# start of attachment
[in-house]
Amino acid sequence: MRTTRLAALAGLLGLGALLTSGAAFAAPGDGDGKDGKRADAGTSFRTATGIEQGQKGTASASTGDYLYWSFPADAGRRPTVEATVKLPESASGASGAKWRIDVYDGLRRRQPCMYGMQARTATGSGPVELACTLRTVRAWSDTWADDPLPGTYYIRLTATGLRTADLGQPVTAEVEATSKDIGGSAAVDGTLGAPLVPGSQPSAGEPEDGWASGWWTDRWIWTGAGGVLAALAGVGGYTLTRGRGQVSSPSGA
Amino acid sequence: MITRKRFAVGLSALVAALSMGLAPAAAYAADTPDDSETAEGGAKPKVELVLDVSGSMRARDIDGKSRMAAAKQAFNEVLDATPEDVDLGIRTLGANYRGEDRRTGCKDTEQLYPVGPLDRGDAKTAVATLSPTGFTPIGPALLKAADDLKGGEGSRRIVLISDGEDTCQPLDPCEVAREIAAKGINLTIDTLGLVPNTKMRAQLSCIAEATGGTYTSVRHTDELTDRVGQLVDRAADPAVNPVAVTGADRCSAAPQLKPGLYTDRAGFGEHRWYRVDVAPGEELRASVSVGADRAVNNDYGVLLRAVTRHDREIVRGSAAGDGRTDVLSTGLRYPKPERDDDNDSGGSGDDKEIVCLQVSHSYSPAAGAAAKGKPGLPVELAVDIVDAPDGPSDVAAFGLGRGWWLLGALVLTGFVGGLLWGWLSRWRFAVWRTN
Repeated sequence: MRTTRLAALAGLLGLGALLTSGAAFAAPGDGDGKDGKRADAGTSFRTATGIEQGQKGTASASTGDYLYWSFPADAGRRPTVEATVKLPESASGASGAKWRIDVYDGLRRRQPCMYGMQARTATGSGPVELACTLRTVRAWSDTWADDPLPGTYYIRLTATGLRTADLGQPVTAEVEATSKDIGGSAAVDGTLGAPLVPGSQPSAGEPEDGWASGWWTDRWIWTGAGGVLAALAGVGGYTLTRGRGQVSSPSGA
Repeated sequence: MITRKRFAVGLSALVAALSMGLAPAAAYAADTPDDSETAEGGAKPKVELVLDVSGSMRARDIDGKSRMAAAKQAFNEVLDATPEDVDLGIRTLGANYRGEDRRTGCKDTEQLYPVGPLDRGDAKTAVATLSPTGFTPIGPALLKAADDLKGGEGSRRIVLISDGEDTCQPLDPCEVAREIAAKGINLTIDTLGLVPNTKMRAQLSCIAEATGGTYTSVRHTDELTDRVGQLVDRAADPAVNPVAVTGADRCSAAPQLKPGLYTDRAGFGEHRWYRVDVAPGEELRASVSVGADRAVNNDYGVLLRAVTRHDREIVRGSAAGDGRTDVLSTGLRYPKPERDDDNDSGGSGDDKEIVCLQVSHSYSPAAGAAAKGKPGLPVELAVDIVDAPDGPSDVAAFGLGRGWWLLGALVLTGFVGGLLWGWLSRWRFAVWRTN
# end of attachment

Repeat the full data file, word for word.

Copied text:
[in-house]
Amino acid sequence: MRTTRLAALAGLLGLGALLTSGAAFAAPGDGDGKDGKRADAGTSFRTATGIEQGQKGTASASTGDYLYWSFPADAGRRPTVEATVKLPESASGASGAKWRIDVYDGLRRRQPCMYGMQARTATGSGPVELACTLRTVRAWSDTWADDPLPGTYYIRLTATGLRTADLGQPVTAEVEATSKDIGGSAAVDGTLGAPLVPGSQPSAGEPEDGWASGWWTDRWIWTGAGGVLAALAGVGGYTLTRGRGQVSSPSGA
Amino acid sequence: MITRKRFAVGLSALVAALSMGLAPAAAYAADTPDDSETAEGGAKPKVELVLDVSGSMRARDIDGKSRMAAAKQAFNEVLDATPEDVDLGIRTLGANYRGEDRRTGCKDTEQLYPVGPLDRGDAKTAVATLSPTGFTPIGPALLKAADDLKGGEGSRRIVLISDGEDTCQPLDPCEVAREIAAKGINLTIDTLGLVPNTKMRAQLSCIAEATGGTYTSVRHTDELTDRVGQLVDRAADPAVNPVAVTGADRCSAAPQLKPGLYTDRAGFGEHRWYRVDVAPGEELRASVSVGADRAVNNDYGVLLRAVTRHDREIVRGSAAGDGRTDVLSTGLRYPKPERDDDNDSGGSGDDKEIVCLQVSHSYSPAAGAAAKGKPGLPVELAVDIVDAPDGPSDVAAFGLGRGWWLLGALVLTGFVGGLLWGWLSRWRFAVWRTN
Repeated sequence: MRTTRLAALAGLLGLGALLTSGAAFAAPGDGDGKDGKRADAGTSFRTATGIEQGQKGTASASTGDYLYWSFPADAGRRPTVEATVKLPESASGASGAKWRIDVYDGLRRRQPCMYGMQARTATGSGPVELACTLRTVRAWSDTWADDPLPGTYYIRLTATGLRTADLGQPVTAEVEATSKDIGGSAAVDGTLGAPLVPGSQPSAGEPEDGWASGWWTDRWIWTGAGGVLAALAGVGGYTLTRGRGQVSSPSGA
Repeated sequence: MITRKRFAVGLSALVAALSMGLAPAAAYAADTPDDSETAEGGAKPKVELVLDVSGSMRARDIDGKSRMAAAKQAFNEVLDATPEDVDLGIRTLGANYRGEDRRTGCKDTEQLYPVGPLDRGDAKTAVATLSPTGFTPIGPALLKAADDLKGGEGSRRIVLISDGEDTCQPLDPCEVAREIAAKGINLTIDTLGLVPNTKMRAQLSCIAEATGGTYTSVRHTDELTDRVGQLVDRAADPAVNPVAVTGADRCSAAPQLKPGLYTDRAGFGEHRWYRVDVAPGEELRASVSVGADRAVNNDYGVLLRAVTRHDREIVRGSAAGDGRTDVLSTGLRYPKPERDDDNDSGGSGDDKEIVCLQVSHSYSPAAGAAAKGKPGLPVELAVDIVDAPDGPSDVAAFGLGRGWWLLGALVLTGFVGGLLWGWLSRWRFAVWRTN